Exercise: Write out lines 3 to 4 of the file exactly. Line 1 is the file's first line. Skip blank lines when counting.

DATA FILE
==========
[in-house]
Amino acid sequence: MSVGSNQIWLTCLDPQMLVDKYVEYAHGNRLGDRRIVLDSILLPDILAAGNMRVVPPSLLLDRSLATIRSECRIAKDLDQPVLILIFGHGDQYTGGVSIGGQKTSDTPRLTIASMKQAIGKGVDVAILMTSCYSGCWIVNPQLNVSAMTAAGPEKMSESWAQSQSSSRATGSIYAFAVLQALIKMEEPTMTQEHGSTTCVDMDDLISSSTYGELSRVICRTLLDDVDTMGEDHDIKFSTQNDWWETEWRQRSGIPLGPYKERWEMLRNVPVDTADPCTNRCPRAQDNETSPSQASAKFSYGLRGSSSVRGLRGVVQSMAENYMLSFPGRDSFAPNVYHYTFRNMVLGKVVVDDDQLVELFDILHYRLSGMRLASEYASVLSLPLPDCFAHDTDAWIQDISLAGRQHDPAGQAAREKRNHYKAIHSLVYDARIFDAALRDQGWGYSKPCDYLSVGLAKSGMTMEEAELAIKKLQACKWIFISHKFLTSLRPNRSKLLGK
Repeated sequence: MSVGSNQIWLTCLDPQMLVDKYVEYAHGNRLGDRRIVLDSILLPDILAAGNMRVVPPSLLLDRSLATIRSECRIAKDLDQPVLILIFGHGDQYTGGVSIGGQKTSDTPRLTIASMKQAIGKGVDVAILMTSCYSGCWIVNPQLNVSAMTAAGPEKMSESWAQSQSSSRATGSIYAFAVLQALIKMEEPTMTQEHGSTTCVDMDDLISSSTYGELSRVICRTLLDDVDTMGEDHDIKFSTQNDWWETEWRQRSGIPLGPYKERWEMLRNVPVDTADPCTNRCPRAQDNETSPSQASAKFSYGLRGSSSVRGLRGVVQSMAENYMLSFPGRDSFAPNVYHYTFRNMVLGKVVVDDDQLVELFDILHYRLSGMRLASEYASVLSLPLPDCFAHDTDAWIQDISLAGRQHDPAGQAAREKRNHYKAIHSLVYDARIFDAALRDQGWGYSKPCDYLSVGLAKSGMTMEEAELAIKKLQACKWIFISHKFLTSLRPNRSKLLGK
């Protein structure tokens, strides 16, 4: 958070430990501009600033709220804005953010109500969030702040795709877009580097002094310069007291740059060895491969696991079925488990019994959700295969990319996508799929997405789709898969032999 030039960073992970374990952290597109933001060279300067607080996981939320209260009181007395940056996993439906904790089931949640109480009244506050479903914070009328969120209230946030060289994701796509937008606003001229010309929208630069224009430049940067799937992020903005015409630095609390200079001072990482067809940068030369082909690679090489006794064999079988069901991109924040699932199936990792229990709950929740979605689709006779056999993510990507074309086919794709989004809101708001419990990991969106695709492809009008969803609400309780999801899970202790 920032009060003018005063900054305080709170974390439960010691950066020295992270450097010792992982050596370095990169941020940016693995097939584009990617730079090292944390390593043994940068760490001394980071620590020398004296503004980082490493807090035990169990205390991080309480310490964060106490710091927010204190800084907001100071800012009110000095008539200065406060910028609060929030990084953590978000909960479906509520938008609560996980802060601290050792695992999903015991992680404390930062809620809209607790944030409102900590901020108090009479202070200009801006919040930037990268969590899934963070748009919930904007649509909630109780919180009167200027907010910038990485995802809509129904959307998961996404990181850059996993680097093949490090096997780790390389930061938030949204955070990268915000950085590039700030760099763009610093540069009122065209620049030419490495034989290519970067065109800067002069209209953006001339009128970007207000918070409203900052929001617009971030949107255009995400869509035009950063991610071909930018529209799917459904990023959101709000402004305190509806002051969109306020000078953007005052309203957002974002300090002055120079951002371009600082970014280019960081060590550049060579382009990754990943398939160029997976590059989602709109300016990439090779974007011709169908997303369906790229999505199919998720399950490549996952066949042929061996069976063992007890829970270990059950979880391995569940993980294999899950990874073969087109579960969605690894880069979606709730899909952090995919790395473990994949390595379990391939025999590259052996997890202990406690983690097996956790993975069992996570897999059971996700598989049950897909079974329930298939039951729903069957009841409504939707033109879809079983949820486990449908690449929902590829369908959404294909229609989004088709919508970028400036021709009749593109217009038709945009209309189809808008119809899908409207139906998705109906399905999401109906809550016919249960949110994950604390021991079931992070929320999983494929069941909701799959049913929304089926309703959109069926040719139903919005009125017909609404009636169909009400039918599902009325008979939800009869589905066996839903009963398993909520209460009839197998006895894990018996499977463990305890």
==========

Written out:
Repeated sequence: MSVGSNQIWLTCLDPQMLVDKYVEYAHGNRLGDRRIVLDSILLPDILAAGNMRVVPPSLLLDRSLATIRSECRIAKDLDQPVLILIFGHGDQYTGGVSIGGQKTSDTPRLTIASMKQAIGKGVDVAILMTSCYSGCWIVNPQLNVSAMTAAGPEKMSESWAQSQSSSRATGSIYAFAVLQALIKMEEPTMTQEHGSTTCVDMDDLISSSTYGELSRVICRTLLDDVDTMGEDHDIKFSTQNDWWETEWRQRSGIPLGPYKERWEMLRNVPVDTADPCTNRCPRAQDNETSPSQASAKFSYGLRGSSSVRGLRGVVQSMAENYMLSFPGRDSFAPNVYHYTFRNMVLGKVVVDDDQLVELFDILHYRLSGMRLASEYASVLSLPLPDCFAHDTDAWIQDISLAGRQHDPAGQAAREKRNHYKAIHSLVYDARIFDAALRDQGWGYSKPCDYLSVGLAKSGMTMEEAELAIKKLQACKWIFISHKFLTSLRPNRSKLLGK
């Protein structure tokens, strides 16, 4: 958070430990501009600033709220804005953010109500969030702040795709877009580097002094310069007291740059060895491969696991079925488990019994959700295969990319996508799929997405789709898969032999 030039960073992970374990952290597109933001060279300067607080996981939320209260009181007395940056996993439906904790089931949640109480009244506050479903914070009328969120209230946030060289994701796509937008606003001229010309929208630069224009430049940067799937992020903005015409630095609390200079001072990482067809940068030369082909690679090489006794064999079988069901991109924040699932199936990792229990709950929740979605689709006779056999993510990507074309086919794709989004809101708001419990990991969106695709492809009008969803609400309780999801899970202790 920032009060003018005063900054305080709170974390439960010691950066020295992270450097010792992982050596370095990169941020940016693995097939584009990617730079090292944390390593043994940068760490001394980071620590020398004296503004980082490493807090035990169990205390991080309480310490964060106490710091927010204190800084907001100071800012009110000095008539200065406060910028609060929030990084953590978000909960479906509520938008609560996980802060601290050792695992999903015991992680404390930062809620809209607790944030409102900590901020108090009479202070200009801006919040930037990268969590899934963070748009919930904007649509909630109780919180009167200027907010910038990485995802809509129904959307998961996404990181850059996993680097093949490090096997780790390389930061938030949204955070990268915000950085590039700030760099763009610093540069009122065209620049030419490495034989290519970067065109800067002069209209953006001339009128970007207000918070409203900052929001617009971030949107255009995400869509035009950063991610071909930018529209799917459904990023959101709000402004305190509806002051969109306020000078953007005052309203957002974002300090002055120079951002371009600082970014280019960081060590550049060579382009990754990943398939160029997976590059989602709109300016990439090779974007011709169908997303369906790229999505199919998720399950490549996952066949042929061996069976063992007890829970270990059950979880391995569940993980294999899950990874073969087109579960969605690894880069979606709730899909952090995919790395473990994949390595379990391939025999590259052996997890202990406690983690097996956790993975069992996570897999059971996700598989049950897909079974329930298939039951729903069957009841409504939707033109879809079983949820486990449908690449929902590829369908959404294909229609989004088709919508970028400036021709009749593109217009038709945009209309189809808008119809899908409207139906998705109906399905999401109906809550016919249960949110994950604390021991079931992070929320999983494929069941909701799959049913929304089926309703959109069926040719139903919005009125017909609404009636169909009400039918599902009325008979939800009869589905066996839903009963398993909520209460009839197998006895894990018996499977463990305890």